• Art has its tradition, but it is a visual heritage. The artist's language is the memory from sight. Art is made from dreams, and visions, and things not known, and least of all from things that can be said. It comes from the inside of who you are when you face yourself. It is an inner declaration of purpose, it is a factor which determines artist identity.


  • Possibly I can explain my own procedure more easily. When I begin a sculpture I'm not always sure how it is going to end. In a way it has a relationship to the work before, it is in continuity with the previous work — it often holds a promise or a gesture toward the one to follow.


  • I do not often follow its path from a previously conceived drawing. If I have a strong feeling about its start, I do not need to know its end; the battle for solution is the most important. If the end of the work seems too complete and final, posing no question, I am apt to work back from the end, that in its finality it poses a question and not a solution.
    Sometimes when I start a sculpture I begin with only a realized part; the rest is travel to be unfolded, much in the order of a dream.


  • I will not change an error if it feels right, for the error is more human than perfection. I do not seek answers. I haven't named this work nor thought where it would go. I haven't thought what it is for, except that it is made to be seen. I've made it because it comes closer to saying who I am than any other method I can use. This work is my identity.


1960s[edit]

  • [learning European modern art by seeing it in the art-magazine 'w:Cahiers d'art'].. ..my heritage was all those things; [De Stijl, Constructivism, Cubism, Surrealism ] simultaneously, so I am all those things. I hope with a very strong intellectual regard for Cubism, and an admiration for it, because it was great at a particular time. It was both painting and sculpture. It was a great point of liberation in both painting and sculpture, and especially sculpture. [David Smith was one of the few sculptors in the art scene of American Abstract Expressionism ]
    • In an interview with w:David Sylvester (1960), edited for BBC broadcasting: first published in 'Living Arts', April 1964; as quoted in Interviews with American Artists, by David Sylvester; Chatto & Windus, London 2001, p. 8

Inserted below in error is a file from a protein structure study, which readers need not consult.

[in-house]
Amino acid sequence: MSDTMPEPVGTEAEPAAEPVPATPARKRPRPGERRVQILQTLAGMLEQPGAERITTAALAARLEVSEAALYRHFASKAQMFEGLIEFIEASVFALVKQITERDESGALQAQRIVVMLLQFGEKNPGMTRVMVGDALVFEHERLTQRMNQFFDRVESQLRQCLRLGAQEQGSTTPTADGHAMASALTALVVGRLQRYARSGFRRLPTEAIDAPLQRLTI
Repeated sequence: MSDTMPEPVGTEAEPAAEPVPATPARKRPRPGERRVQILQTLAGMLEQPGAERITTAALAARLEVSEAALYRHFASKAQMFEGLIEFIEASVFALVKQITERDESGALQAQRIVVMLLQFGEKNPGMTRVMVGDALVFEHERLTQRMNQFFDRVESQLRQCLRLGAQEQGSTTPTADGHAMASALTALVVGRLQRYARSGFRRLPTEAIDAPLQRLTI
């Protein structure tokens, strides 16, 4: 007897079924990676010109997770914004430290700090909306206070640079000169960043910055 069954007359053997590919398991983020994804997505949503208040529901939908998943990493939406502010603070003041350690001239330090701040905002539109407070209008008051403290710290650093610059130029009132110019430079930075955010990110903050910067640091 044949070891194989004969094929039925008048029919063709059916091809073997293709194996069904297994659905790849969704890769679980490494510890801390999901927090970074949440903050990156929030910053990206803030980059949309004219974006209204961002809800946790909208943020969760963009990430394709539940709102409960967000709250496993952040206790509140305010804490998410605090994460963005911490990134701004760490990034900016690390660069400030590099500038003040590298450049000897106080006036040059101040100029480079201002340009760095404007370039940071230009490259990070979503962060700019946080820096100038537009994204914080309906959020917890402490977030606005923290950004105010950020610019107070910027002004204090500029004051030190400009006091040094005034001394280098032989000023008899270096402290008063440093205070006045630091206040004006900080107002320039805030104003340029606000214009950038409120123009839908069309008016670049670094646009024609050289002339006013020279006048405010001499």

• I knew metal working before I knew Calder [famous for his sculptures, made in sheet metal], and Calder is one of our great men and he is earlier by a few years than any of the rest of us [in American Abstract Expressionism ]. Calder had worked in Paris quite a bit in the early days, though he did go to school here in New York at the Art Student's League.. .After my first year in college I had worked on the assembly line in the Studebaker plants up in Indiana..
    • In an interview with w:David Sylvester (1960), edited for BBC broadcasting: first published in 'Living Arts', April 1964; as quoted in Interviews with American Artists, by David Sylvester; Chatto & Windus, London 2001, p. 10


  • There is no unity or organisation or even aesthetic unity [in Abstract Expressionism / w:New York School (art), but we do have a very strong bond in our defense, but we also are strongest in our own individual identity. Our effort, I think, is all shooting off in independent directions. And the artists themselves will not admit to the existence of the New York School. They won't admit to any classification, and most of those painters known as Abstract Expressionists are the first to say they are not.
    • In an interview with w:David Sylvester (1960), edited for BBC broadcasting: first published in 'Living Arts', April 1964; as quoted in Interviews with American Artists, by David Sylvester; Chatto & Windus, London 2001, p. 12


'The Fields of David Smith,' (1999)[edit]

Quotes in 'The Fields of David Smith,' by Candida N. Smith, Irving Sandler and Jerry L. Thompson, The Fields of David Smith (Mountainville, New York: Storm King Art Center; New York, New York: Thames & Hudson, 1999), pp. 17-38.